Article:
any of the tests, and there is no substantial risk that the examinations can be used for religious educational purposes. While the recordkeeping and reporting services for which the State reimburses the nonpublic school pertain to furnishing information regarding the student body, faculty, support staff, physical facilities, curriculum, and student attendance, and thus are related to the educational program, nevertheless they are not part of the teaching process, and cannot be used to foster an ideological outlook. Thus, reimbursement for the costs of so complying with state law has primarily a secular, rather than a religious, purpose and effect. Wolman v. Walter, 433 U.S. 229, controlling. Pp. 654-657.
(c) The New York statute is not invalid simply because it provides for direct cash reimbursement to the nonpublic school for administering the state-prescribed examinations and for grading some of them. Grading the secular tests furnished by the State is a function that has a secular purpose and primarily a secular effect, and this is not changed simply because the State pays the school for performing the grading function, rather than paying state employees or some independent service to perform the task. The same results obtain as to reimbursement for the recordkeeping and reporting functions, because they also have neither a religious purpose nor a primarily religious effect. Pp. 657-659.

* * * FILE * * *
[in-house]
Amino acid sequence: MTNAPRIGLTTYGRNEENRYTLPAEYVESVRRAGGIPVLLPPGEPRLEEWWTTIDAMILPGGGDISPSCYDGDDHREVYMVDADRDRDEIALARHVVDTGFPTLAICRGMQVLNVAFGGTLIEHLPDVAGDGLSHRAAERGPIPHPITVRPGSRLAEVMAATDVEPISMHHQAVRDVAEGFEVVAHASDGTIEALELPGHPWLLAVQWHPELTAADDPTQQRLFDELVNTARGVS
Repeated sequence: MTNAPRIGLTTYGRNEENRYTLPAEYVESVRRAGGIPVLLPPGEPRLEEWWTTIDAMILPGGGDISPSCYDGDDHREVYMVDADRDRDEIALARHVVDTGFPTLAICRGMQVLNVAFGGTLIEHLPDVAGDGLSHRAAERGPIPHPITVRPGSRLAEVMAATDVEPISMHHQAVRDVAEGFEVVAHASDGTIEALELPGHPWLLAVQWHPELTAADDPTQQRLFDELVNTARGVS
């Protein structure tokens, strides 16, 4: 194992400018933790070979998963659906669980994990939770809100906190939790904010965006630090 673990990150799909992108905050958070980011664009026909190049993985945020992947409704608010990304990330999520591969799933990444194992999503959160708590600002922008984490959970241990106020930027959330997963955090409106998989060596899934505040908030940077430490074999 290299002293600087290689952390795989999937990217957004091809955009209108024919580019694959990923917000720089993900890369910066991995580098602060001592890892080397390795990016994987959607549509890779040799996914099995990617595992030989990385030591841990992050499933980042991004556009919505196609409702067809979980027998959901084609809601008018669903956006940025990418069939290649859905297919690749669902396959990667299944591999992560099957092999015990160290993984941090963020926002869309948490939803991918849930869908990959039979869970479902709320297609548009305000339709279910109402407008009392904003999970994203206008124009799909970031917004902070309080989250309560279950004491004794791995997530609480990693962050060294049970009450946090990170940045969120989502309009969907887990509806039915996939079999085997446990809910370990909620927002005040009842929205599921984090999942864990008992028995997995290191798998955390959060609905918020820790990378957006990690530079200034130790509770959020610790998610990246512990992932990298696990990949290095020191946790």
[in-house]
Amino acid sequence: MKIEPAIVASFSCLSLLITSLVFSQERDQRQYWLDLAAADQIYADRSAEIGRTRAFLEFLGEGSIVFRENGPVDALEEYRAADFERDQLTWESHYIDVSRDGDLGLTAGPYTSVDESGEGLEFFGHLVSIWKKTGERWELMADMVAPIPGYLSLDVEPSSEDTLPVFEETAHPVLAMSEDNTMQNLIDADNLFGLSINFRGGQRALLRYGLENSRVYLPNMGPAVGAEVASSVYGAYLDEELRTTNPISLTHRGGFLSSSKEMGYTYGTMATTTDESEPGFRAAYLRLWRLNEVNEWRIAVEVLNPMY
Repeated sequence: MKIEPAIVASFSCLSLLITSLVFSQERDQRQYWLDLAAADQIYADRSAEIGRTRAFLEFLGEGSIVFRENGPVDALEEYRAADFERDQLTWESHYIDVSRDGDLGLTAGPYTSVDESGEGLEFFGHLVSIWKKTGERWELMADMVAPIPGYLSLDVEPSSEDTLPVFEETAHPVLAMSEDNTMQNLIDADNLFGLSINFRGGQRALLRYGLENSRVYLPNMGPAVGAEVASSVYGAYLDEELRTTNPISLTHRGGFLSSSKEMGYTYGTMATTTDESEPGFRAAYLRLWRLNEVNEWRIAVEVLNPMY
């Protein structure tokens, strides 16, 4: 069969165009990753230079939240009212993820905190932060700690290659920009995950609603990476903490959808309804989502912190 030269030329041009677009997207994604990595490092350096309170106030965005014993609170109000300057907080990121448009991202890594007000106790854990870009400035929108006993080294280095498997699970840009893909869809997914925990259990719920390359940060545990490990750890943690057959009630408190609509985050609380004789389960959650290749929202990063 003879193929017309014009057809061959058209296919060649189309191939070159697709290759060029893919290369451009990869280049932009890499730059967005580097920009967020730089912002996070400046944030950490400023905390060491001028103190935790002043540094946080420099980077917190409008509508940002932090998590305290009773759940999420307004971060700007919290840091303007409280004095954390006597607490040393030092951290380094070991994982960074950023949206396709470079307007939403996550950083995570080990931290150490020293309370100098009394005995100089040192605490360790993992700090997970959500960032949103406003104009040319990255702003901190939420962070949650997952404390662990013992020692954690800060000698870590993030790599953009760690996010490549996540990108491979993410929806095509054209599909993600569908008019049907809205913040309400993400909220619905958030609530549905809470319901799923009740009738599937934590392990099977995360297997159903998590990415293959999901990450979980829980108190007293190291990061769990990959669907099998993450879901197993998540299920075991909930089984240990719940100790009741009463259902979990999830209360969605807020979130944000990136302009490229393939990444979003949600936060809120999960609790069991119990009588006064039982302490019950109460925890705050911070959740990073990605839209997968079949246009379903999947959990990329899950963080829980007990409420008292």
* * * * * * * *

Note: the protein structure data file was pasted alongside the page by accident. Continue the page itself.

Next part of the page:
(d) The New York law provides ample safeguards against excessive or misdirected reimbursement. The services for which the private schools are reimbursed are discrete and clearly identifiable, and the statutory reimbursement process is straightforward and susceptible to the routinization that characterizes most reimbursement schemes. On its face, therefore, the New York plan suggests no excessive entanglement, and the bad faith upon which any future excessive entanglement would be predicated will not be read into the plan as an inevitability. Pp. 659-661.
(e) The decision in Meek v. Pittenger, 421 U.S. 349, is not to be interpreted as holding that any aid to even secular educational functions of a sectarian school is forbidden, or, more broadly still, that any aid to a sectarian school is suspect, since its religious teaching is so pervasively intermixed with each of its activities. The District Court in the instant case properly put the Meek case and the Wolman case, supra, together and sustained the reimbursements involved here because it had been shown with sufficient clarity that they would serve the State's legitimate secular ends without any appreciable risk of being used to transmit or teach religious views. Pp. 661-662.